The Turn of the Screw tells the story of a young governess sent to a country house to take charge of two orphans. Unsettled by a sense of intense evil in the house she soon becomes obsessed with the idea that something malevolent is stalking the children in her care. Meanwhile The Aspern Papers explores obsession of a more worldly kind, with its tale of a literary historian determined to get his hands on some letters written by a great poet. Such is his drive, he is quite prepared to use trickery and deception to achieve his aims...
The Turn of the Screw and The Aspern Papers (Penguin Classics) (English Edition) Kindle电子书
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美国亚马逊： 6 条评论
Easy-to-read print2019年8月12日 - 已在美国亚马逊上发表
This is an edition for the visually impaired, and it is excellent for me.
Five Stars2016年12月6日 - 已在美国亚马逊上发表
very good insight into mental illness. all rang true.
The Art of Fiction2001年10月5日 - 已在美国亚马逊上发表
Well these are my two favorite works by Henry James. In both James displays his very neatly honed talents for creating fine fictional universes and architecturally perfect stories where all seems to be just right but of course it isn't. James is writing in the still young American tradition of letters but he has cleared away much of the romanticism that was so evident in Hawthorne and Melville. The romanticism still exists but it is not in the writers brain, it exists in the characters alone. James was the first to really write at a remove from his characters. He tells each tale with no authorial comment to sway your opinion of his characters one way or another, he lets the reader make his own observations and draw his own conclusions based on the characters behaviour and thoughts. That authorial distance allows him to simply relate the story, not explain it, and James stories are each as intricate as the psychologies that occupy them. In these two stories he creates very intriguing and complex situations. Both are mysteries and both perhaps have no easy solution or resolution because James lets the complex minds and psychologies of his characters subjectively grapple with a web that they have themselves woven and any resolution would mean an unraveling of their entire character. These are story long webs which can be baffling(Aspern Papers) or terrifying(Turn of the Screw), the psychological webs these characters weave can lead them to frightening extremes(Turn of the Screw) or can serve as a necessary support for the fragile psyche that created them(Aspern Papers). The real thrill of reading James is in how controlled a manner all is told. There are no obvious clues just psychological gradations and patterns which begin adding up to an overall impression. It can seem after finishing one of his stories that nothing much has happened at all, and yet a psychology has all the while been examined and quite thoroughly. Through his stories much is revealed about what lies just beneath the facade of life and what motivates our most basic perceptions, our identity, and our societal or world view. It has been said that James brought the insight of a psycholgist to his stories. But his insights are much more profound than a mere clinicians notes. In James we get a highly discerned character in a highly discerned context and the discerning reader will be entertained and enlightened and inspired to contemplate the workings of ones own intricate structure.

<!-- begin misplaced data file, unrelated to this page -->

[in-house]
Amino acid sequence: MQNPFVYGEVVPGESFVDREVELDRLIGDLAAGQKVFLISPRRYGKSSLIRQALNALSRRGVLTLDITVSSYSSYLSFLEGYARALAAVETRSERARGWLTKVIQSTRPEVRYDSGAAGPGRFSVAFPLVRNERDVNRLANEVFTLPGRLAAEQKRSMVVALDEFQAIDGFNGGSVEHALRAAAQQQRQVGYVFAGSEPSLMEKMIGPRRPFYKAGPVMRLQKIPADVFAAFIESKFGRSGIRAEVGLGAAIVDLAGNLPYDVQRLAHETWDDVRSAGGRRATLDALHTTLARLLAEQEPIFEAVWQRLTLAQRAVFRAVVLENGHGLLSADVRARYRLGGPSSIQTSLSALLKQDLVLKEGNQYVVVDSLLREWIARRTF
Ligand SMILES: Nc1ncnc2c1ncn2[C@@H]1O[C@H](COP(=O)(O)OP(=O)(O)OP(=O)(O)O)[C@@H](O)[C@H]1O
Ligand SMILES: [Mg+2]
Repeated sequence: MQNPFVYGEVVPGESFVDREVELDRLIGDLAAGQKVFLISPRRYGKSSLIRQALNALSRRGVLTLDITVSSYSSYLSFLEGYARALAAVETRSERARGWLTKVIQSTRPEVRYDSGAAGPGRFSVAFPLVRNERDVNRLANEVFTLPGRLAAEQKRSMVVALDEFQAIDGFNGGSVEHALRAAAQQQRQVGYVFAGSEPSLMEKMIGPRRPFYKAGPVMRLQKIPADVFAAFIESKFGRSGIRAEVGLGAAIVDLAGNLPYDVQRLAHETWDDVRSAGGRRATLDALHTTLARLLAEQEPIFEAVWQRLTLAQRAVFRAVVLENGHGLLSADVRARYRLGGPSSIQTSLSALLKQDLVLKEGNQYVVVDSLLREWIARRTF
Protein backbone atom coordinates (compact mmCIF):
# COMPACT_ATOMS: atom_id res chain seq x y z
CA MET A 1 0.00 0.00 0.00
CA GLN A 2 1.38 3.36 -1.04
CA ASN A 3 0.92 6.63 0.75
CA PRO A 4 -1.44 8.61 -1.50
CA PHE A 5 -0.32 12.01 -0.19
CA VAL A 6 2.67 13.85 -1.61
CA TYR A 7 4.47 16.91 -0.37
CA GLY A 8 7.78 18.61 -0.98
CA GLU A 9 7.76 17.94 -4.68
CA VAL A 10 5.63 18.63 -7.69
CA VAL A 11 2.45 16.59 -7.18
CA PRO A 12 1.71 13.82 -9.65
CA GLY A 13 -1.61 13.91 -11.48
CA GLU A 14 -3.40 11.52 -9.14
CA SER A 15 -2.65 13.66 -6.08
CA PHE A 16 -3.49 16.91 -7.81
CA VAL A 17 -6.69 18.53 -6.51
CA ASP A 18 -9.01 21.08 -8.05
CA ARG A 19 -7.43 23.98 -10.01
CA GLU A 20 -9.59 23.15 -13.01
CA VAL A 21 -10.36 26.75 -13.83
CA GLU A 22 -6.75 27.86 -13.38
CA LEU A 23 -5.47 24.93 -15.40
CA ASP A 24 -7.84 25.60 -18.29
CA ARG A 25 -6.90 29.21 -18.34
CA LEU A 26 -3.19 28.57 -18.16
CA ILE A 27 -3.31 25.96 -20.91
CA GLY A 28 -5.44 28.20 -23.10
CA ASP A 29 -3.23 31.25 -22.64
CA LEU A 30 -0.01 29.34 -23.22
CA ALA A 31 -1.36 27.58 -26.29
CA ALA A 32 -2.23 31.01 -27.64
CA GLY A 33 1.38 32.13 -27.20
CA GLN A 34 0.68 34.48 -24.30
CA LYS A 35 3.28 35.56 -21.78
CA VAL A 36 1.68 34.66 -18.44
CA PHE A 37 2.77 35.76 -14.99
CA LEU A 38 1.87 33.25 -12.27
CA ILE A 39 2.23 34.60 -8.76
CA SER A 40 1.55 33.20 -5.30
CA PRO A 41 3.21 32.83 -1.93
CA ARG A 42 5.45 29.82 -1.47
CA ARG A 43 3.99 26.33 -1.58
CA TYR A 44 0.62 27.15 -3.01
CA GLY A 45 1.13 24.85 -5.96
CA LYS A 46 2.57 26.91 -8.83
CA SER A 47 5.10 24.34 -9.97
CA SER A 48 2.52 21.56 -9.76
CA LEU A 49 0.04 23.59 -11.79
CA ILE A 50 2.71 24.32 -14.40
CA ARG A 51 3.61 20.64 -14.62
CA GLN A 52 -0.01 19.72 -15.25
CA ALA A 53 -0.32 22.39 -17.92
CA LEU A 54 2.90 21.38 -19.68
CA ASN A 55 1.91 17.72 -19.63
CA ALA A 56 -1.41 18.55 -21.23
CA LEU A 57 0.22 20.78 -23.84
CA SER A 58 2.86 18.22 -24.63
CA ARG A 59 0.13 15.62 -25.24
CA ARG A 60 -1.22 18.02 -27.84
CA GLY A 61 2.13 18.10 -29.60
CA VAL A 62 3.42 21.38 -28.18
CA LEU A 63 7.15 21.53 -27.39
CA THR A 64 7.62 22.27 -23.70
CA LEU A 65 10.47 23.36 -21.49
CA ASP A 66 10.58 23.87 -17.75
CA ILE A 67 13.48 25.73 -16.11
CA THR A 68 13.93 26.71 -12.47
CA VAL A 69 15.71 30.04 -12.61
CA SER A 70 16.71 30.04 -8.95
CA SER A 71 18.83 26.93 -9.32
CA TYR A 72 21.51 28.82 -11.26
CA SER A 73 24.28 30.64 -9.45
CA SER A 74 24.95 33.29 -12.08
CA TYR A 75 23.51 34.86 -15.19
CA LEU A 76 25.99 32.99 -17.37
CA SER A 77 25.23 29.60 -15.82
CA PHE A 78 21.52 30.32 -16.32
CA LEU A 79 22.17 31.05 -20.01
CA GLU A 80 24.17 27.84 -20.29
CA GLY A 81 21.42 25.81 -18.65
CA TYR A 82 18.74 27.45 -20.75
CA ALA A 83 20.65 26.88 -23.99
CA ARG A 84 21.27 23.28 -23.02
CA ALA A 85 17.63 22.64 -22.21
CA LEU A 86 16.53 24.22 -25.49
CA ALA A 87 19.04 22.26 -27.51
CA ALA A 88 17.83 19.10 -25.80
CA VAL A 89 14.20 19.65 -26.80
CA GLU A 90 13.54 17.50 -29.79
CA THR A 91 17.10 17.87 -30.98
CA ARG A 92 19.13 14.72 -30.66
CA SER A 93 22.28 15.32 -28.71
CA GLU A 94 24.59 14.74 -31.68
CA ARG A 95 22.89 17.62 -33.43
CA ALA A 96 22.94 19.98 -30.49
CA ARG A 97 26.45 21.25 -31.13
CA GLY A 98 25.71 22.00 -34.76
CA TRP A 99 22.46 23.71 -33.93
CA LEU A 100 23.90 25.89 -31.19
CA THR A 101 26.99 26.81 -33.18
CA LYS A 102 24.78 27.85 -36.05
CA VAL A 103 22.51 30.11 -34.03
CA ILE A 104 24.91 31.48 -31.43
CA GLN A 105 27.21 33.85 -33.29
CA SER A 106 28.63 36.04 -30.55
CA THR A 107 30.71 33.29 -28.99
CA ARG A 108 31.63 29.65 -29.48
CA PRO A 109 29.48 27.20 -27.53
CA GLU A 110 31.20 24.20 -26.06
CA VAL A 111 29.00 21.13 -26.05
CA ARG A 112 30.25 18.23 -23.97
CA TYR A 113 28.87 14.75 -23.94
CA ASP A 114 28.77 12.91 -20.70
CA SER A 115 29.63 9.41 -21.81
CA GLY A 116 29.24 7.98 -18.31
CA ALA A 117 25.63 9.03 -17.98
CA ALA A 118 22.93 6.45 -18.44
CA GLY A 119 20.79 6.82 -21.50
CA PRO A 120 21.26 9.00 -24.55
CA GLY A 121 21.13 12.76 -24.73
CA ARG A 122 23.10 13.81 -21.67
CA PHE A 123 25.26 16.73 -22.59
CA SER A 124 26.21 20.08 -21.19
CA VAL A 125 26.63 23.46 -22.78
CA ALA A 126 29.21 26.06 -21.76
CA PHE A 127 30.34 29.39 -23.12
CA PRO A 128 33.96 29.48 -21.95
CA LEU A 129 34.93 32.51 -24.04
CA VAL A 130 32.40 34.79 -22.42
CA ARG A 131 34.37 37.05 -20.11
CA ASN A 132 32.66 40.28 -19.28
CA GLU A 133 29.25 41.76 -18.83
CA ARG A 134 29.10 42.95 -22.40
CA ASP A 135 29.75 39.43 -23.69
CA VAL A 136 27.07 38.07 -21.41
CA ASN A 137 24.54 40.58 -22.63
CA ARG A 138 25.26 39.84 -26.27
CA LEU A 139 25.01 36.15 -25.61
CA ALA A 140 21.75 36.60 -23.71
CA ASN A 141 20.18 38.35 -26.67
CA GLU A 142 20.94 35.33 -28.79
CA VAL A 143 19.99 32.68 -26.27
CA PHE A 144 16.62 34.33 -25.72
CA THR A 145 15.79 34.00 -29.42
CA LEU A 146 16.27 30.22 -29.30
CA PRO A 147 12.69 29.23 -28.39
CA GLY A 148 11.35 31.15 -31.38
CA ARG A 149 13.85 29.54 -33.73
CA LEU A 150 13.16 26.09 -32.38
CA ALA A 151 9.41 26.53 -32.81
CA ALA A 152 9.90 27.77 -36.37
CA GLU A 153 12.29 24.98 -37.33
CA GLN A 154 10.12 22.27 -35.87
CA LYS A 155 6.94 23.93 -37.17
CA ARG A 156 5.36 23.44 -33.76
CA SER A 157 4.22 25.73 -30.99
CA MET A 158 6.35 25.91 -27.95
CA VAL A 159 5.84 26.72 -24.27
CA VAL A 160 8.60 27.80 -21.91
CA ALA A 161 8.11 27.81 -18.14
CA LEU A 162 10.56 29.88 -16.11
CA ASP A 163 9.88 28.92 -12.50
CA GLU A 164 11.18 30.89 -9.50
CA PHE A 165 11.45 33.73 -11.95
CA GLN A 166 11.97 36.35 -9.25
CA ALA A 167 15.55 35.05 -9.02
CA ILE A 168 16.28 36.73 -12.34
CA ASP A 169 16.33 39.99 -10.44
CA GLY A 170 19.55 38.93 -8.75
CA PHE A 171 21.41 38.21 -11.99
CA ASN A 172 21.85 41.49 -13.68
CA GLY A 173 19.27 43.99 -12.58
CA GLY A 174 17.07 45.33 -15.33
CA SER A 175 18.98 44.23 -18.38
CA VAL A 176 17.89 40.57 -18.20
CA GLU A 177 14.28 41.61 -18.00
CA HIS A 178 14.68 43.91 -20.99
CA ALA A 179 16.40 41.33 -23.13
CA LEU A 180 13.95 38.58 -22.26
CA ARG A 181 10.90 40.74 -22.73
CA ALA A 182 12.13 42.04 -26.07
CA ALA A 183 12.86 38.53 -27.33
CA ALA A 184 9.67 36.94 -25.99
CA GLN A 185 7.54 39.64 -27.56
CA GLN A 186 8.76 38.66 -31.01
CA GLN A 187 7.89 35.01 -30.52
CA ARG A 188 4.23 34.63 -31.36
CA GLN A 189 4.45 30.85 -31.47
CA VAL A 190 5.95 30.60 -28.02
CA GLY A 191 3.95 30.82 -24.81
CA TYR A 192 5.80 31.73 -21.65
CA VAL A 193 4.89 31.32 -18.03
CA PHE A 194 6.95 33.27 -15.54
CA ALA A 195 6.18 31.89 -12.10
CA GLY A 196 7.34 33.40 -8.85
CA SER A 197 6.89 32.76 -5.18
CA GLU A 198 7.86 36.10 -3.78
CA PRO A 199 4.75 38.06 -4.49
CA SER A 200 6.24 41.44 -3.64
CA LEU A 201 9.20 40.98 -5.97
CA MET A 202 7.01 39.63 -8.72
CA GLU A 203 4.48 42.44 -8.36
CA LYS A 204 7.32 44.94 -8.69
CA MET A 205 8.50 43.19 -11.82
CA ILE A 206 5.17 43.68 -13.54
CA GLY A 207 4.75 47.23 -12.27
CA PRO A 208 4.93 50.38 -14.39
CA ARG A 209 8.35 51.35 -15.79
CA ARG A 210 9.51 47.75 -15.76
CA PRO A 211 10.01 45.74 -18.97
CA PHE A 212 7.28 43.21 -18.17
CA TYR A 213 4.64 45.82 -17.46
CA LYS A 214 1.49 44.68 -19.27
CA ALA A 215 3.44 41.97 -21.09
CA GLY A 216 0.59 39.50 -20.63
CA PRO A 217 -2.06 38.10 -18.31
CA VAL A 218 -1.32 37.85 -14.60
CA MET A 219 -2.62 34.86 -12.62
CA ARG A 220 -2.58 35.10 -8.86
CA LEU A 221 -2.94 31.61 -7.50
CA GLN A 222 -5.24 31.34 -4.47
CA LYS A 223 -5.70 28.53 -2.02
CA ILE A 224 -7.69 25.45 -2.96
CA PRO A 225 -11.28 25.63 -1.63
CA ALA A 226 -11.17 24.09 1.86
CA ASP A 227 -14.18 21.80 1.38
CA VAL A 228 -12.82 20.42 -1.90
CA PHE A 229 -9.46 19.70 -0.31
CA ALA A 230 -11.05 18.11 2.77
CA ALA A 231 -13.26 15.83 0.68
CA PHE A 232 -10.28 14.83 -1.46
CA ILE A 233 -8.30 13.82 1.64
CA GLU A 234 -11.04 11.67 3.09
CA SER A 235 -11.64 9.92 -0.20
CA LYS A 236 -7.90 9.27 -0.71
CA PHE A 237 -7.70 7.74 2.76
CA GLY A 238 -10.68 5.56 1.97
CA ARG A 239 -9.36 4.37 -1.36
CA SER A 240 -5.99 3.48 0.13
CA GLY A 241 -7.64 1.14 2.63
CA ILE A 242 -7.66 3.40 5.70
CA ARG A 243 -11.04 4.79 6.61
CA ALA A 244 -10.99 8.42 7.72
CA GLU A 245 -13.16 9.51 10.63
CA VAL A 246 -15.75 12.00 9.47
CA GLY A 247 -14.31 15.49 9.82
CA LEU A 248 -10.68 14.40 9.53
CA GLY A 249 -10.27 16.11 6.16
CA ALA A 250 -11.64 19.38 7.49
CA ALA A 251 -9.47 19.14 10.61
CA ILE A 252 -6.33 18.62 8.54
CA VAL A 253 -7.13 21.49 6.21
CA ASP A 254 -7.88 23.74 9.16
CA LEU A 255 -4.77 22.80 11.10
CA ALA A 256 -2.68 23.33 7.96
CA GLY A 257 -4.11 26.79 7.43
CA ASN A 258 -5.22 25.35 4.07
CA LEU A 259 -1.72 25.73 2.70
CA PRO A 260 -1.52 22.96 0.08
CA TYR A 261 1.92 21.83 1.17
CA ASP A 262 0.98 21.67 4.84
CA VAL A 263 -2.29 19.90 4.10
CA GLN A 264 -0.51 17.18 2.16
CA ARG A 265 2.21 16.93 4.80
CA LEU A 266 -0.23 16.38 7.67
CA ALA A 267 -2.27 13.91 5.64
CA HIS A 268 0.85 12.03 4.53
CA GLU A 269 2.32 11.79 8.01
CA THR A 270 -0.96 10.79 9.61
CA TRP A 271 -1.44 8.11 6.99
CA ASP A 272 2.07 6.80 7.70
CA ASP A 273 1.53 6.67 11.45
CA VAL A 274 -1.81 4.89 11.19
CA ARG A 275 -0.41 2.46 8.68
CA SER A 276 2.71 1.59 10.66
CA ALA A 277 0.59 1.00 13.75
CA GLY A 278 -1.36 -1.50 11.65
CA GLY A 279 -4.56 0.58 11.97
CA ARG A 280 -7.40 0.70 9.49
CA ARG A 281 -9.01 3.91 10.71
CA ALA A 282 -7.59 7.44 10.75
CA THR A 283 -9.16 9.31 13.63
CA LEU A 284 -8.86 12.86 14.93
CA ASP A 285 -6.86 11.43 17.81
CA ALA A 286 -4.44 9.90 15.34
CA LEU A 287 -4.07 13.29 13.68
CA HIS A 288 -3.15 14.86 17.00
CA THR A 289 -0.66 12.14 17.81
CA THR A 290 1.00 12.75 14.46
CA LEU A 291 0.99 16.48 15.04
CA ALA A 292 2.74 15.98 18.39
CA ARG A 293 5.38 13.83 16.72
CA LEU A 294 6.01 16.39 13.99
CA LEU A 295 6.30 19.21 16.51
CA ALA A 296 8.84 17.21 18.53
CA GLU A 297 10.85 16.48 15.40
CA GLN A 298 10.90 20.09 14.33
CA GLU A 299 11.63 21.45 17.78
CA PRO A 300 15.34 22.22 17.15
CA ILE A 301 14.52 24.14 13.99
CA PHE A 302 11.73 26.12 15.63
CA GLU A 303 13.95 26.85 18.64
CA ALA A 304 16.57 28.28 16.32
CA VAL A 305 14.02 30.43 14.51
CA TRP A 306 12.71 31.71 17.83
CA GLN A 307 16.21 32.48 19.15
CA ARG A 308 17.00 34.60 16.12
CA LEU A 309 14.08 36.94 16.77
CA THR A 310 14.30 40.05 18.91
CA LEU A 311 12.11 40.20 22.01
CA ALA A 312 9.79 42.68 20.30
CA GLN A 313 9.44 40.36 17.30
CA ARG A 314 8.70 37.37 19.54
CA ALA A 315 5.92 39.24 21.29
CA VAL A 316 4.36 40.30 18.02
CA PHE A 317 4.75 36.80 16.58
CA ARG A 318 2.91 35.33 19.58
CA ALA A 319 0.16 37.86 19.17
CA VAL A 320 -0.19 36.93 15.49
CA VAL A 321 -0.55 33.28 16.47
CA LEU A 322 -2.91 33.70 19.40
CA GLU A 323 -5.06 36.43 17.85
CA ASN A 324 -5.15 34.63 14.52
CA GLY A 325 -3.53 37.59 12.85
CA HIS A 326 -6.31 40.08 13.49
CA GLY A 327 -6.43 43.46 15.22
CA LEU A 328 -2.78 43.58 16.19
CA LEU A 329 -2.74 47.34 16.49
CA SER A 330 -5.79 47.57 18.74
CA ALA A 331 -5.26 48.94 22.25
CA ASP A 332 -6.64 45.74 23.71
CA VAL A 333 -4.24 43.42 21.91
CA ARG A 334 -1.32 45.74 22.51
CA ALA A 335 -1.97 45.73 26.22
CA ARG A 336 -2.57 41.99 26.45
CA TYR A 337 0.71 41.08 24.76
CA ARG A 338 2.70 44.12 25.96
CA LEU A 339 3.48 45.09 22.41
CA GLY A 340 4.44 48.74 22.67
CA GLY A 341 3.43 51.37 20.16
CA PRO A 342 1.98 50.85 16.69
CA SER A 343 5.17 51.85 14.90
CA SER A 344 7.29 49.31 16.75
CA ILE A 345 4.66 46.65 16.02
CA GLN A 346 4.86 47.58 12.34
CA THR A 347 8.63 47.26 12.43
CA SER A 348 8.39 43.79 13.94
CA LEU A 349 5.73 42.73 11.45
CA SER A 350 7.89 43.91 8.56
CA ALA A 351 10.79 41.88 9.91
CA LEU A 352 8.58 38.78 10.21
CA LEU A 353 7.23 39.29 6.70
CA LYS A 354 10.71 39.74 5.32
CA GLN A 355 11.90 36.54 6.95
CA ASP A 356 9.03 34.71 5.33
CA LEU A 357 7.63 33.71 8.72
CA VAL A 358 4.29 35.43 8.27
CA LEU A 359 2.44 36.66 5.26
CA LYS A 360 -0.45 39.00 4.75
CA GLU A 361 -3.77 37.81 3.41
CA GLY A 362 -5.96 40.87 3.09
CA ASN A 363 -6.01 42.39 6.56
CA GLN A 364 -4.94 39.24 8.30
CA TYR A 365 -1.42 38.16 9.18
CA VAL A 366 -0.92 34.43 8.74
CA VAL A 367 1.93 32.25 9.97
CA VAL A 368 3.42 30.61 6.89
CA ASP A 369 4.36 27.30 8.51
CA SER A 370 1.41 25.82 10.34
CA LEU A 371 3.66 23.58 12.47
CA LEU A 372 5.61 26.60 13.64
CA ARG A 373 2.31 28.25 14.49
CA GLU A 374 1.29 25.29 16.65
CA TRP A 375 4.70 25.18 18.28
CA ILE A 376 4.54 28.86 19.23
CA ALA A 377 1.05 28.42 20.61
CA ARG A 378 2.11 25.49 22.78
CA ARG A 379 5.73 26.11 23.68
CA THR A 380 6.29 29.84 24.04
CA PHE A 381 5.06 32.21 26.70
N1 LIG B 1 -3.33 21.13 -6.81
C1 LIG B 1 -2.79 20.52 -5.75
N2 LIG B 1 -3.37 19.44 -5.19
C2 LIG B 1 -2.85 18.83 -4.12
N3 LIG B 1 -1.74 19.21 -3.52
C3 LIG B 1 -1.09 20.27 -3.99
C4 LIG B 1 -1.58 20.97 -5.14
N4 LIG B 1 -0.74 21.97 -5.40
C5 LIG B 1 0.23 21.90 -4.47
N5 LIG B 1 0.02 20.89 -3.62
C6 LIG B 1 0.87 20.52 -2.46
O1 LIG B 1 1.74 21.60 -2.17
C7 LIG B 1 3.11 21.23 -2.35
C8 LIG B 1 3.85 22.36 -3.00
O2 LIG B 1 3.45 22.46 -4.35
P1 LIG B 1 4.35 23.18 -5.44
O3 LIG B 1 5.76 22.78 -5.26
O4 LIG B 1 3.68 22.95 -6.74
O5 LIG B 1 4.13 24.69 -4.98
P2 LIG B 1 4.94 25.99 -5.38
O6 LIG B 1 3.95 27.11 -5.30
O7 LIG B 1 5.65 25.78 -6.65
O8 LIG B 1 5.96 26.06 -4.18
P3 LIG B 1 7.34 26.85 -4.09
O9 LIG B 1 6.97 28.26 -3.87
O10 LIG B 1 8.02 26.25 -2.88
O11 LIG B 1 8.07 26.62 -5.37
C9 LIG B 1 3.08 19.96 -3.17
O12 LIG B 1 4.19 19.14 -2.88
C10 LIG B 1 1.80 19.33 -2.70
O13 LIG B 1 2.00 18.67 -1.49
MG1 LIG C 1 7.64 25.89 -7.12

Bill R. Moore
Two for one2003年9月22日 - 已在美国亚马逊上发表
This omnibus collects two of Henry James's best and most well-known shorter works, The Aspern Papers and The Turn of the Screw. Both adhere to James' reputation of being very dense and operating on multiple levels at once. The Turn of the Screw, in particular, though very short for a novel, is almost startlingly complex -- practically begging for multiple close readings and a thorough overview of the criticism. Specifics aside, both stories are masterful suspense exercises. The Aspern Papers manages to work up a general feeling of expectancy and apprehension, while The Turn of the Screw conjures up dark and sinister vision of intrigue. They manage to keep the reader reading -- and reading -- and re-reading. Both are filtered, of course, through James's characteristically ambiguous narrative. It has been well-said that James surrounds a narrative and illuminates parts with a flickering light rather than pinning it down. The endings of both stories, at least one of which is positively shocking, leave many elements unresolved. James forces us reader to draw our own conclusions. This, along with his generally unique style, makes great reading for the dedicated. Here are two of his best stories for our enjoyment.